On Jan. 19 the Lawrence Township board of supervisors and the Clearfield Borough Council will vote whether or not to move forward with consolidating the two municipalities.
If the plan passes both boards, it will then go to the voters of the municipalities on May 16 to vote on the referendum.
The Clearfield-Lawrence Joint Consolidation Committee has finished its work in drafting a home rule charter and memorandum of understanding.
Now, members are starting an outreach to the public to explain their work, including a public meeting at the Clearfield Junior-Senior High School this Wednesday at 6:30 p.m.
To that end, GANT News has interviewed the co-chairmen of the committee, Bill Lawhead of Lawrence Township and Brian Lytle of Clearfield Borough to get their perspectives on the consolidation plan.
The plan is for a consolidation, which is two equal partners joining together to make something better. A merger is when one entity takes over the other one.
In the case of Clearfield and Lawrence Township, the two – if approved – will join together and form a new municipality, the City of Clearfield, under home rule charter.
Lytle is president of Clearfield Borough Council and has first-hand knowledge of how borough government operates. He said the first committee meeting regarding consolidation was in March of 2015.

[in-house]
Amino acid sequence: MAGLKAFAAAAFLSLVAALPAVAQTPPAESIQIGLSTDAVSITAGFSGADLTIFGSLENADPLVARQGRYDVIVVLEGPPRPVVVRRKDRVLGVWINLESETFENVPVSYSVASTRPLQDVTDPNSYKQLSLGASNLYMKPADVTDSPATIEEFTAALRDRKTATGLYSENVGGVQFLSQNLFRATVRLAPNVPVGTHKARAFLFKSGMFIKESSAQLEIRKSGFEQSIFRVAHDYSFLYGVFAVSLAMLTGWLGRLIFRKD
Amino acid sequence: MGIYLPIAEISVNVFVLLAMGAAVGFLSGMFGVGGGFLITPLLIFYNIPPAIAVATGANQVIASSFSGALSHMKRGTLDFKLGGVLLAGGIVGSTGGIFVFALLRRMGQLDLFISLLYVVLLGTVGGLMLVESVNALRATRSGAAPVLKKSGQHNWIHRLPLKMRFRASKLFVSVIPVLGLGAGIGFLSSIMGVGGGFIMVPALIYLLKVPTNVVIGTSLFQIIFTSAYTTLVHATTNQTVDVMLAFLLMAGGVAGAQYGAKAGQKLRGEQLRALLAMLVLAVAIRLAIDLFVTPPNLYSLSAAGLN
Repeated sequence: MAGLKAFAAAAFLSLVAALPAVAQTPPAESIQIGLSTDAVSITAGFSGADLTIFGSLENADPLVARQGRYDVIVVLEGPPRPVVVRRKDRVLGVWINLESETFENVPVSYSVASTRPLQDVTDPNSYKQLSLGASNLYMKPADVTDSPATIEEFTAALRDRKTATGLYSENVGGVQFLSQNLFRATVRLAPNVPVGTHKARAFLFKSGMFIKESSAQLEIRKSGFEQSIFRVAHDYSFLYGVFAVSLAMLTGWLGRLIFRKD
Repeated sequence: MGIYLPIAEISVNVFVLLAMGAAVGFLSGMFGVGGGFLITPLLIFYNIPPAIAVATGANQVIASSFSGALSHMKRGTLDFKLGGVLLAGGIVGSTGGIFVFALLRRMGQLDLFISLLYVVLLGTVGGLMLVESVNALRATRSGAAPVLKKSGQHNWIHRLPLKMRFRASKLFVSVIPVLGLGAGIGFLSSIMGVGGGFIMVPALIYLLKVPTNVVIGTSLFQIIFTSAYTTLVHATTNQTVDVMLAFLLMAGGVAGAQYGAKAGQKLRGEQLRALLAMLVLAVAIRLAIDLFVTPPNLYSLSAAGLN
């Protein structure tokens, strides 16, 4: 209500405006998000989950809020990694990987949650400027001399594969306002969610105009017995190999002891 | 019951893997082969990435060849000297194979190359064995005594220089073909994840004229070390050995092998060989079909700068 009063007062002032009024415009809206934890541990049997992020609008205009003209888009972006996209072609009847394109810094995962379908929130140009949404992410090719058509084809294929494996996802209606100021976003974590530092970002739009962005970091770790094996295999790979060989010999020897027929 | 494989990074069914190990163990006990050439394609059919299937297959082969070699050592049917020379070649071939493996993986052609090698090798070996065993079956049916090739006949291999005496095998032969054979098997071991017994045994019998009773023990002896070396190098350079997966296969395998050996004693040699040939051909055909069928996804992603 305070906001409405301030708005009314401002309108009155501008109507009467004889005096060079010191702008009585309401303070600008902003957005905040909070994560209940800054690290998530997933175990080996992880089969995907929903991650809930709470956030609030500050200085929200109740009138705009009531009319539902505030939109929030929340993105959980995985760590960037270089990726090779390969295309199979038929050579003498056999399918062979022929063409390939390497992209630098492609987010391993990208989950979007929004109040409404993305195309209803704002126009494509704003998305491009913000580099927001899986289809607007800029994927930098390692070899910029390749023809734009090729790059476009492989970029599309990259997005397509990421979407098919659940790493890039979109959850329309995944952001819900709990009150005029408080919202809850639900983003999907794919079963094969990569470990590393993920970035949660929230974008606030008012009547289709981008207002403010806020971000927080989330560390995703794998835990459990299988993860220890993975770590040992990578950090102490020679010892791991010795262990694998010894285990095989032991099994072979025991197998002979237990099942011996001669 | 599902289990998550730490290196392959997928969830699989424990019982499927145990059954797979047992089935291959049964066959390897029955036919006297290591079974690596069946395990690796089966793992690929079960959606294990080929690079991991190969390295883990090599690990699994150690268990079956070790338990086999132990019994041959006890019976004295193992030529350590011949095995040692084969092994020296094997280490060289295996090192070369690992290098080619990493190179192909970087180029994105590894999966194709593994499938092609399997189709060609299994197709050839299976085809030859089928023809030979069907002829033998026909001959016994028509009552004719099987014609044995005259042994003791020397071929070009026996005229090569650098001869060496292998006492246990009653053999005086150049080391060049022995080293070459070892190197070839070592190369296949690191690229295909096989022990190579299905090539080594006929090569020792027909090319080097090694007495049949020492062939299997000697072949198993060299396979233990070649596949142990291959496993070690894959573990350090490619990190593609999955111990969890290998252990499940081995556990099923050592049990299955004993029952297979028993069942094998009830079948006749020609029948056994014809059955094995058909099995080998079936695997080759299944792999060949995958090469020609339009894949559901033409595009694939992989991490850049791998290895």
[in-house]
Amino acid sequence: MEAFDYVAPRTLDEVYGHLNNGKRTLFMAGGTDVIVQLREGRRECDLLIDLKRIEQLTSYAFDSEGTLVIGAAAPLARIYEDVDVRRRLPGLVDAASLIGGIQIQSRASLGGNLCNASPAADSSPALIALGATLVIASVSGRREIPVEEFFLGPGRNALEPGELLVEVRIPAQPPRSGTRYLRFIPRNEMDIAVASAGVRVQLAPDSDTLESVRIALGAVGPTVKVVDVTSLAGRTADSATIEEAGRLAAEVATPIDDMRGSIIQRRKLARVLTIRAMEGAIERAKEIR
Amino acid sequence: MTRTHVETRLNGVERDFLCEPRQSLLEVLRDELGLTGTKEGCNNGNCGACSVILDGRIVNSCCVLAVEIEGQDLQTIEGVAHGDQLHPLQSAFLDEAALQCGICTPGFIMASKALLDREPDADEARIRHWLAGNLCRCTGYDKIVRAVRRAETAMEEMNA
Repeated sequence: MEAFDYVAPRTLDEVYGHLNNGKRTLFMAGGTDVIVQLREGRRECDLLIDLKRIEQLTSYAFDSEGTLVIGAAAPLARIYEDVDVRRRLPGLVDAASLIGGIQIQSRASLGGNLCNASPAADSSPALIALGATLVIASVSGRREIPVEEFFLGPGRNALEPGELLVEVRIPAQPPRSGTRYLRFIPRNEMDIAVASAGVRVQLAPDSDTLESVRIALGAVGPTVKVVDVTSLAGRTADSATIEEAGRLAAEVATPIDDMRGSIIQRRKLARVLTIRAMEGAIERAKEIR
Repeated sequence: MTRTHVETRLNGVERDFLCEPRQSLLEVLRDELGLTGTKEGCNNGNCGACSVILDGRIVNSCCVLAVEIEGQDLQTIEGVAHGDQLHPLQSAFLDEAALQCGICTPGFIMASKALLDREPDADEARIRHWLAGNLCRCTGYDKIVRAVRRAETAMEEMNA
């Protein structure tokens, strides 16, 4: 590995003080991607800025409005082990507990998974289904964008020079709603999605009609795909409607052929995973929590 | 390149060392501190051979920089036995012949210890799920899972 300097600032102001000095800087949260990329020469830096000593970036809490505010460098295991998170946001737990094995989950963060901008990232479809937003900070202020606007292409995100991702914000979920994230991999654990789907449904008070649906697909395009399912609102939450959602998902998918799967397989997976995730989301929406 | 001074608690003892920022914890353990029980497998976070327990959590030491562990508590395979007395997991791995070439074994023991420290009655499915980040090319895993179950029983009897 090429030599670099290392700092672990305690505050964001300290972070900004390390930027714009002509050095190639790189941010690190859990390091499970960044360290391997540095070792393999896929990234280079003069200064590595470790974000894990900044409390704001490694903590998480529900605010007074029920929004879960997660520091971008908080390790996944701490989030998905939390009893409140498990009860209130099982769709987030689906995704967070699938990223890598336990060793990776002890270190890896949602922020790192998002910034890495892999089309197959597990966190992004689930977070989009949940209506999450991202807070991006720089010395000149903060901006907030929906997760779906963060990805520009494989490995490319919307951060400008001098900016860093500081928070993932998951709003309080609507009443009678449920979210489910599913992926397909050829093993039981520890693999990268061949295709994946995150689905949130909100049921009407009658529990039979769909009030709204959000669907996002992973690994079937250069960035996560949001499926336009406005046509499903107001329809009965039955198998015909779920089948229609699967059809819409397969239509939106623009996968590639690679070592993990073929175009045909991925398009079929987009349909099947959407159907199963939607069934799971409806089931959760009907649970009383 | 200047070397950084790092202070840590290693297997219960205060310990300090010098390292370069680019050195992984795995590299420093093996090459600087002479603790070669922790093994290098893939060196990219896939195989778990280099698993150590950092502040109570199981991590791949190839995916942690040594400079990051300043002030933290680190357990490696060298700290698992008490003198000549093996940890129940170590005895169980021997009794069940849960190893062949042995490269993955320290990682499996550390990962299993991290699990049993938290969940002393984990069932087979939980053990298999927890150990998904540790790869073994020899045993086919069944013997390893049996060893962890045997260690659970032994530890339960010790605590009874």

The borough learned of a grant through the state Department of Community and Economic Development and Alan Walker, former secretary of the department, was involved early on.
He said talk about the municipalities joining together would come up informally, but when the grant to actually investigate the possibility was awarded, the talks became formal. The borough filled out the application and it was approved by council and Lawrence Township was brought on board, as the money had to be used by both.
Home rule, Lytle explained in his own words, is where the rules are made at home. He said this was the easiest way to explain it. It allows the municipality to create a structure that caters to the needs of area residents.
According to him, townships and boroughs have books of rules to follow, municipal code books. With home rule, the rules are created at the local level catering to the unique needs of the people.
Lytle said there have been many public meetings held since that first meeting last year. The main committee, made up of residents of both municipalities, also created sub-committees regarding police, fire, administrative, public works and authorities.
He said this was to explore the different aspects of the municipalities and get input from those who do the work day to day. The sub-committees researched the functions of the different groups and how they work, and then presented this information to the committee as a whole. Lytle added there has also been a lot of discussion with the residents with committee members hearing both concerns and desires.
There has been discussion of joining the municipalities in the past, but nothing formally came of it. Lytle said the grant helped get things rolling. “There is a financial reality to the process,” he said. Additionally, there was always an issue of timing and getting certain basic ideas agreed upon.